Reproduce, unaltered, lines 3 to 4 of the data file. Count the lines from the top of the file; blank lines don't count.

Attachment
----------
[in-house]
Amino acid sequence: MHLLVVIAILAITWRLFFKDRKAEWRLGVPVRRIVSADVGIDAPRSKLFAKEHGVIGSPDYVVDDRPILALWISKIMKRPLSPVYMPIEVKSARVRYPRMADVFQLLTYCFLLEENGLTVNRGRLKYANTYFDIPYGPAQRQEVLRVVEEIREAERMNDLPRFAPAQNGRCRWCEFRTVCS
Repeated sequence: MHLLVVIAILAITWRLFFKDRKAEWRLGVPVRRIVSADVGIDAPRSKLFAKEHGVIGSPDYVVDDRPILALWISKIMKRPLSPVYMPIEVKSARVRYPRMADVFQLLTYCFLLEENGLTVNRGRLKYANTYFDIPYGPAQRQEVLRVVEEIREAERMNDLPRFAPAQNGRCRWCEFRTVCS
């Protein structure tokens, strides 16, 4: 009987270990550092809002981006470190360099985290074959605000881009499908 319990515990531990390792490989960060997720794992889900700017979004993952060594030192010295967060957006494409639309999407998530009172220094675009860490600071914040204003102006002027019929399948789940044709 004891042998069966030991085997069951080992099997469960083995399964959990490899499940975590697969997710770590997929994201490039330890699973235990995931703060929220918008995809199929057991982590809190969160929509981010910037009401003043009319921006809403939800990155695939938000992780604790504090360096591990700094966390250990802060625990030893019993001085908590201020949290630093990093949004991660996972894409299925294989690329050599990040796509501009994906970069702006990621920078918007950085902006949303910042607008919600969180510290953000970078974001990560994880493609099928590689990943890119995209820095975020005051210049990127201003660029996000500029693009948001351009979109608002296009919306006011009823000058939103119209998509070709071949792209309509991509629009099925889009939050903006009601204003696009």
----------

Repeated sequence: MHLLVVIAILAITWRLFFKDRKAEWRLGVPVRRIVSADVGIDAPRSKLFAKEHGVIGSPDYVVDDRPILALWISKIMKRPLSPVYMPIEVKSARVRYPRMADVFQLLTYCFLLEENGLTVNRGRLKYANTYFDIPYGPAQRQEVLRVVEEIREAERMNDLPRFAPAQNGRCRWCEFRTVCS
């Protein structure tokens, strides 16, 4: 009987270990550092809002981006470190360099985290074959605000881009499908 319990515990531990390792490989960060997720794992889900700017979004993952060594030192010295967060957006494409639309999407998530009172220094675009860490600071914040204003102006002027019929399948789940044709 004891042998069966030991085997069951080992099997469960083995399964959990490899499940975590697969997710770590997929994201490039330890699973235990995931703060929220918008995809199929057991982590809190969160929509981010910037009401003043009319921006809403939800990155695939938000992780604790504090360096591990700094966390250990802060625990030893019993001085908590201020949290630093990093949004991660996972894409299925294989690329050599990040796509501009994906970069702006990621920078918007950085902006949303910042607008919600969180510290953000970078974001990560994880493609099928590689990943890119995209820095975020005051210049990127201003660029996000500029693009948001351009979109608002296009919306006011009823000058939103119209998509070709071949792209309509991509629009099925889009939050903006009601204003696009």